John Walsh: 'The late Frank McCourt set the vogue for the misery memoir, poor man'

Tales of the City
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The Independent Online

The late Frank McCourt (who died on Sunday at 78) has a lot to answer for. His first book, Angela's Ashes, didn't usher in the huge late-1990s genre of the family memoir all by itself – Blake Morrison's And When Did You Last See Your Father? helped a lot – but it certainly set the vogue for the misery memoir that has extended a horrible claw-like grip over the non-fiction bestseller lists ever since.

There days, whenever I come across a new work of non-fiction entitled Savaged at Six or Please Mummy Not in The Face Again, I shake my head and think of Frank, who never meant to spawn a library-load of depressing anecdotes about nursery abuse and loathsome stepfathers. Poor Frank. He never meant any harm.

I met him several times and every time, he was in trouble. Everyone complained about what he'd written in Angela's Ashes: about the alcoholic father and hysterical mother trying to survive the Depression in 1930s Brooklyn who, when their baby daughter dies, re-locate to Ireland only to find things are even worse: the family fetches up in a one-room Limerick flat with a flea-ridden mattress and an outside privy they shared with the whole street. The floor is damp, the twins die of pneumonia, the father drinks his meagre stipend resting his Guinness mug on the little white coffin he's bringing home to house his son. Life is a constant round of hunger, sickness, want and begrudging charity from cold-hearted Catholic priests. Children trawl Limerick's dismal Dock Road in the rain looking for lumps of coal that have fallen off lorries, so they can make an evening fire. As Frank contracts typhoid, Mother considers taking up prostitution...

Not very surprisingly, people in 1996 reacted with fury at what they perceived as slights on their home town, country and religious guardians. McCourt was shouted at on The Late Late Show on RTE and confronted in shops by irate Limerick-dwellers who complained that he'd embroidered the truth. He told me how, at a book-signing in O'Mahoney's bookshop, a man had thrust Frank's school photo under his nose and said, "D'you know what this is?" He then pointed himself out in the photograph, said "You're a disgrace to Ireland and the Church and your mother" – and ripped a paperback Angela's Ashes to shreds under its author's nose. Everybody had a go at him. American fundamentalist Christians wrote to call him a sacrilegious blasphemer (there's a funny scene in the book about the boy sicking up the sacred host shortly after Communion and wondering if it would be sinful to hose away the evidence) and an oddball hack published a kind of counter-book that tried to rubbish Frank's family story.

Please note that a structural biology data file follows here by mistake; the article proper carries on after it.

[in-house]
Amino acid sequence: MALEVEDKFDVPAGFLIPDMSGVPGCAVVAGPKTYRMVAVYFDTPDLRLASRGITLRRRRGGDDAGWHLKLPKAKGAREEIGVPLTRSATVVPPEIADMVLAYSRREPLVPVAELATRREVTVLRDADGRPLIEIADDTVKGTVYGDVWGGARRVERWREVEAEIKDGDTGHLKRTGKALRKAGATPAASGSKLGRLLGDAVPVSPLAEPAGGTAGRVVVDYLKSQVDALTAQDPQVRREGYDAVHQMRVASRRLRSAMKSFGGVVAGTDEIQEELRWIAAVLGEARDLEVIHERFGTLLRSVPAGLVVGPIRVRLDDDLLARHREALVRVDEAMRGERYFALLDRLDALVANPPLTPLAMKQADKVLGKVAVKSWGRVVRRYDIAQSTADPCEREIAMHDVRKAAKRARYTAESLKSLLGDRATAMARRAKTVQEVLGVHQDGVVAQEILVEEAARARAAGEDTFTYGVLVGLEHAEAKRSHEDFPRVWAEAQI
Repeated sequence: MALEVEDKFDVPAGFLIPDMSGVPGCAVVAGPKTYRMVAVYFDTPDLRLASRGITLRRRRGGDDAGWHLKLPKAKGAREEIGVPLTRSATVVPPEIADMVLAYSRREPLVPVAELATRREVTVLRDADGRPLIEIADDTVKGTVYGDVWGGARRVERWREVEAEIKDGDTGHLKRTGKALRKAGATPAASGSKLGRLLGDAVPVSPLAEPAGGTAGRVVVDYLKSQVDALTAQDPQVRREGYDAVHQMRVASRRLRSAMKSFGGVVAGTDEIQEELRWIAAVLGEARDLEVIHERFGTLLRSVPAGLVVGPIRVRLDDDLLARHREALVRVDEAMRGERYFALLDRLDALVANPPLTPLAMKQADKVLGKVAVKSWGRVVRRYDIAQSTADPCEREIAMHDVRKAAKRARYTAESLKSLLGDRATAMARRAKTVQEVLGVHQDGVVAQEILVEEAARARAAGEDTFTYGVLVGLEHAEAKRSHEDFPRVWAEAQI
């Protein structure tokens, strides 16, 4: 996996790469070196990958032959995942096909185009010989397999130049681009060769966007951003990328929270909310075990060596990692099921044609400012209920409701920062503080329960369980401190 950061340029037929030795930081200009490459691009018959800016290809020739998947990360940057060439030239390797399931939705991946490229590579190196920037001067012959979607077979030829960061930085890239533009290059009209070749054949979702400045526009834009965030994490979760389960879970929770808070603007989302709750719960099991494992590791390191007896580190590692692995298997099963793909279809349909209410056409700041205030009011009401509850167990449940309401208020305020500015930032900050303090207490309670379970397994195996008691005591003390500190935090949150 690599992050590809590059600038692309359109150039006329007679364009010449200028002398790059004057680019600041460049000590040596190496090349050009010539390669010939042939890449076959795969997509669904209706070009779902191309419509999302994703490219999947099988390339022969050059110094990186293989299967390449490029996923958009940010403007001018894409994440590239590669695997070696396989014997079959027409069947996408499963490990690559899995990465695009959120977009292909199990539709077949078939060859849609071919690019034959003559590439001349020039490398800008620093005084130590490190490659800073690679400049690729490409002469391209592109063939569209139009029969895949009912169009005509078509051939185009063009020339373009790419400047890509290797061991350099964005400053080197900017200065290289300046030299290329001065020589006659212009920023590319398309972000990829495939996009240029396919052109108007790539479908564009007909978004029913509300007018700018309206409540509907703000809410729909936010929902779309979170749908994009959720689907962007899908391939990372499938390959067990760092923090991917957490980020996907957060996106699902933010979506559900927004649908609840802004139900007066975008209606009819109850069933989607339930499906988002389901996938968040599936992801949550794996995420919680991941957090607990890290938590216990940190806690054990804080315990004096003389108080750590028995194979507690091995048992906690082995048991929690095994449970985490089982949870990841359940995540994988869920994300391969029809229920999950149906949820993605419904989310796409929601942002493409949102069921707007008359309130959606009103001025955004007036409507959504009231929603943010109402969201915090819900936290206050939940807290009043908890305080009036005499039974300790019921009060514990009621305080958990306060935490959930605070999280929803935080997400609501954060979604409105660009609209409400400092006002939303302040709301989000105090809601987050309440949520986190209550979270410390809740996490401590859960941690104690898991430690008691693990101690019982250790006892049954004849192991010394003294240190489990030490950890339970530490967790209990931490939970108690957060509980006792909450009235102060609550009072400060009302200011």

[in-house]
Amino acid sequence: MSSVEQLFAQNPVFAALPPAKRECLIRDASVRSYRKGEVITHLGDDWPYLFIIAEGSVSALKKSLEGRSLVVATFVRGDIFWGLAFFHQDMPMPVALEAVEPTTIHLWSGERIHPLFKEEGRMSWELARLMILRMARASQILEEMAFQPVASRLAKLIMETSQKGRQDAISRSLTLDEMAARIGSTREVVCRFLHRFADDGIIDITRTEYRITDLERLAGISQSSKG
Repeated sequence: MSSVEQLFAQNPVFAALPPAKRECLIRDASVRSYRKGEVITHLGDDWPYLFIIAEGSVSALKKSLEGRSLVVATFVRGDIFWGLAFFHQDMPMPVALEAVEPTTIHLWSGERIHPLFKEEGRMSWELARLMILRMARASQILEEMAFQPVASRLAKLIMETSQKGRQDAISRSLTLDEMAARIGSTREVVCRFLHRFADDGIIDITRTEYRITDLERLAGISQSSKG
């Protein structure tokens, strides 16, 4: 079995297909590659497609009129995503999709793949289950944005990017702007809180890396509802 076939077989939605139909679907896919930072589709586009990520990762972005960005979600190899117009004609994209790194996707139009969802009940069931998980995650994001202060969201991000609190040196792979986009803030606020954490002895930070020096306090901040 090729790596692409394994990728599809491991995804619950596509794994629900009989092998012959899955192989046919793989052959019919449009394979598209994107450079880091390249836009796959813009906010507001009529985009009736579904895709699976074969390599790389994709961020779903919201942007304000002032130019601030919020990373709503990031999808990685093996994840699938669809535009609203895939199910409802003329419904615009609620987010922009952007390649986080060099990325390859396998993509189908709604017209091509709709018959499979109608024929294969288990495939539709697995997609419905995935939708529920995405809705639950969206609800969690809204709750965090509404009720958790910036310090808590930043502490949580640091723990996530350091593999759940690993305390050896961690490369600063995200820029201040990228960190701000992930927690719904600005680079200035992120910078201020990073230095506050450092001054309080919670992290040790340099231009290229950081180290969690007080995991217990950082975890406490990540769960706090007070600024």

What intrigued me at then time was the complainers' attitude to the truth. If something hadn't happened, they argued, it shouldn't be written about. If it had happened, it shouldn't be written about either, especially about the priests and the prostitution. It was, they said, treachery. But I could look into Frank McCourt's troubled face and see the injustice he'd been carrying round with him for 40 years, and realise he'd managed to externalise it only by describing the images and sounds burned on his memory.

Thirteen years later, we're pretty inured to stories of misery and betrayed innocence; we accept that they're likely to contain some germs of the truth, beefed up with quasi-fictional techniques. Give or take the odd outraged relative (like Constance "Ugly" Briscoe's mother, Carmen) we don't hear many cries of denial. The Horror Home memoir, the Grisly Grange narrative, the Poisonous Parent story have become genres, with familiar, strangely cosy conventions about the day the author was locked in the coal cellar or the morning the first social worker came round.

Before everything became formulaic, though, there was McCourt's book which was touching because it told the saddest story in the world in the voice of a kid of 10. And touching because it really happened. You could tell: "There were so many dramatic things, I only put in a fraction of what I could recall," he told me. "My mother begging for scraps at the door of a priest's house. My mother trying to throw herself into the grave of Eugene [who died aged one]... her shrieking like a banshee with jackdaws flying around, and I thinking, Would she really allow herself to be buried and leave us...?"